A few months ago I got an email from a reader stating something to this effect:
Hello again, here is something you probably already know, the management fees recorded on most Exchange Traded Fund (ETF) sites is NOT the same as the MER, in some cases, not by some lot. I own shares with most of the providers, but do feel the industry should be OBLIGED to report the total MER and not just the management fee. To cite some examples, XEI by Blackrock has the 0.20% management fee posted on their website whereas Morningstar reports the XEI management expense fee as 0.61%. The Vanguard funds and site seems clearer to investors. For example, Vanguard Canada reports both management fee and management expense ratios for their ETFs. On some sites I find it is almost impossible to find what the products actually charge investors. Perhaps you could do a story on this? I think the MER is key, thanks!
Thanks to this reader for raising this issue with me. I agree; more transparency but also more consistency is needed when it comes to financial product reporting. For what it’s worth (FWIW) here’s a primer about management fees versus trading expense fees versus management expense ratios and more.
Management Expense Ratio (MER) – the combined total of the management fee + operating expenses + taxes charged to a fund during a given year expressed as a percentage of a fund’s average net assets for that year. Thanks to this RBC article it looks like this:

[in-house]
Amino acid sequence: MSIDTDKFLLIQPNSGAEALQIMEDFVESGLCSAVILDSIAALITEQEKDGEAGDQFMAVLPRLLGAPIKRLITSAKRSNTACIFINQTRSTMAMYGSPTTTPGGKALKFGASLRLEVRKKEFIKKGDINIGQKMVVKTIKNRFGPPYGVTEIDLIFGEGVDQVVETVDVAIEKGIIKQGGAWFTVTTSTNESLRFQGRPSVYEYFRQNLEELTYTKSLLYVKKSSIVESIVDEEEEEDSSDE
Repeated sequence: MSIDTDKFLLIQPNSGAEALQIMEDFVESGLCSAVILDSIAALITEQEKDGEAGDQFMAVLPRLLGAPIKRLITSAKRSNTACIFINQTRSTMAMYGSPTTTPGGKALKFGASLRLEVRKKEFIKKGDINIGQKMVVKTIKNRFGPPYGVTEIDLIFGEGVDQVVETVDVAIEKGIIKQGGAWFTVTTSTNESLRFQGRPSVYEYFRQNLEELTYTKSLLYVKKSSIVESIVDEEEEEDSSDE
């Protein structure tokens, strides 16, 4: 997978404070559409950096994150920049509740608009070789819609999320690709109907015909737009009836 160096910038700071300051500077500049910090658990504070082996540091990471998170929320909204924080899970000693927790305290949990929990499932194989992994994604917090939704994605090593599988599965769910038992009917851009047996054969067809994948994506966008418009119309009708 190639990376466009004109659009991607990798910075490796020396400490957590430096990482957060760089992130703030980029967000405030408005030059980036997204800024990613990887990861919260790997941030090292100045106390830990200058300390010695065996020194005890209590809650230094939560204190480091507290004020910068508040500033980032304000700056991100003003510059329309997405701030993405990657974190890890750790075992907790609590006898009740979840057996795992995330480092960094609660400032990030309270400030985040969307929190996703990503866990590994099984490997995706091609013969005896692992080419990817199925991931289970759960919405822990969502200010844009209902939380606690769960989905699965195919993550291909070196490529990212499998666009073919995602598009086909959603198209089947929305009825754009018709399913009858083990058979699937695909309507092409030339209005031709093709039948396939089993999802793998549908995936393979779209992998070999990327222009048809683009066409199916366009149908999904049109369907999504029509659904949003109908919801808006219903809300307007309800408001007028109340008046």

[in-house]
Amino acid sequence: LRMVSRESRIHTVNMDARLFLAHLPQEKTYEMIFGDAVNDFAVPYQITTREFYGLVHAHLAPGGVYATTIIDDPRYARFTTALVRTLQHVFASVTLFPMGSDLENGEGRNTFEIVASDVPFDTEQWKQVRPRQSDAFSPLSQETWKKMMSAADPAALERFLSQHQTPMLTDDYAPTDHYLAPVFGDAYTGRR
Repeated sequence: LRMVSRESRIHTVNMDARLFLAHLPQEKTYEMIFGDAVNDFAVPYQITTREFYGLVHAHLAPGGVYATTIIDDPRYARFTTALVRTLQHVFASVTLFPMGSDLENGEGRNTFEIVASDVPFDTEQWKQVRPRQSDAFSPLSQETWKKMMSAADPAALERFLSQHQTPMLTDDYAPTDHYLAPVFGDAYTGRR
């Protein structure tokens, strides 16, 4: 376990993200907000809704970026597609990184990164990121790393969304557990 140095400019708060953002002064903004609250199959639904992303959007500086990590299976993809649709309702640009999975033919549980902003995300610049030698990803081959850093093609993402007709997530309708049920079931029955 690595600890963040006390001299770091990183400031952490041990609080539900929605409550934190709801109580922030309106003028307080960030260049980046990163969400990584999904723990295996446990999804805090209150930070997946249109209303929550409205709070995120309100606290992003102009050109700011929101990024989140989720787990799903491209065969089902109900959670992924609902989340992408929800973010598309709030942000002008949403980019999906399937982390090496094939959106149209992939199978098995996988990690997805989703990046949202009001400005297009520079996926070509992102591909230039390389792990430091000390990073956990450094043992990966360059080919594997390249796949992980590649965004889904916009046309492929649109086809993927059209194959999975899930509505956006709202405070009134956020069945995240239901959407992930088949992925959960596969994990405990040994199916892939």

The returns you earn as an investor – whether reported on your statement or in promotional materials – reflect product performance data after the fund’s MER has been deducted. As an investor you probably want to invest in products with a low to modest MER.
Trading Expense Ratio (TER) is a measure of a fund’s trading costs. So, higher TER equals more active trading and management. As an investor, you probably want to invest in products with low turnover rates. TER is independent of a fund’s MER (management expense ratio).
When you invest in mutual funds or other financial products, there could also be sales commissions charged to an investor. Products may include no-load (no commissions paid), front-end load (commissions paid upon fund purchase) or back-end load (commissions paid upon fund redemption) fees. There could also be deferred sales charges (the most common type of back-end load) where the redemption fee rate diminishes over a few years time.
All is to say, when it comes to investing, I firmly believe fees (certainly high-priced fees and multiple types of fees charged for each product) kill portfolios. Until financial reporting is made more transparent not to mention more consistent across the board be very mindful of the financial product fees at the beginning, during and at the end of the product’s lifecycle.
Do what you can to keep your management expense ratios low and trading costs down – those are two of many keys to building financial wealth.